A new study shows some ways that it does:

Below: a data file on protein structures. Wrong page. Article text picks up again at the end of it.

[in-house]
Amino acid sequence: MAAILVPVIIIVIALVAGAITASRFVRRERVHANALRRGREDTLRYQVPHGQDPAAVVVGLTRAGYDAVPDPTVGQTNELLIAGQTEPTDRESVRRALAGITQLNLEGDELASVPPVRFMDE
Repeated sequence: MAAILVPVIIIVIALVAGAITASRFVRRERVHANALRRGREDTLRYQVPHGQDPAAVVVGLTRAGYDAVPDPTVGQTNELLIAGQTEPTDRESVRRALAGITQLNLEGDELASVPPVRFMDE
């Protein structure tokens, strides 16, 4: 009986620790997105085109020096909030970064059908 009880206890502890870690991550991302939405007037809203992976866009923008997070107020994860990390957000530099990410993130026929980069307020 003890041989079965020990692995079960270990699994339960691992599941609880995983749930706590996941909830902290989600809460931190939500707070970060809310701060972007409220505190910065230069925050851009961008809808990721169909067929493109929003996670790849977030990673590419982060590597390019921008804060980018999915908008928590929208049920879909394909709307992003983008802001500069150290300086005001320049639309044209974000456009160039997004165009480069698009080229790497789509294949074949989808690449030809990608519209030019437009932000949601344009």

Three studies assessed whether a common cultural practice, namely, the use of gender-exclusive language (e.g., using he to indicate he or she), is experienced as ostracism at the group level by women. Women responded to the use of gender-exclusive language (he) during a mock job interview with a lower sense of belonging, less motivation, and less expected identification with the job compared to others exposed to gender-inclusive (he or she) or gender-neutral ( one) language (Studies 1 and 2). Moreover, the more emotionally disengaged women became over the course of a job interview upon hearing gender-exclusive language, the less motivation and job identification they subsequently reported (Study 3). Together, these studies show that subtle linguistic cues that may seem trivial at face value can signal group-based ostracism and lead members of the ostracized group to self-select out of important professional environments.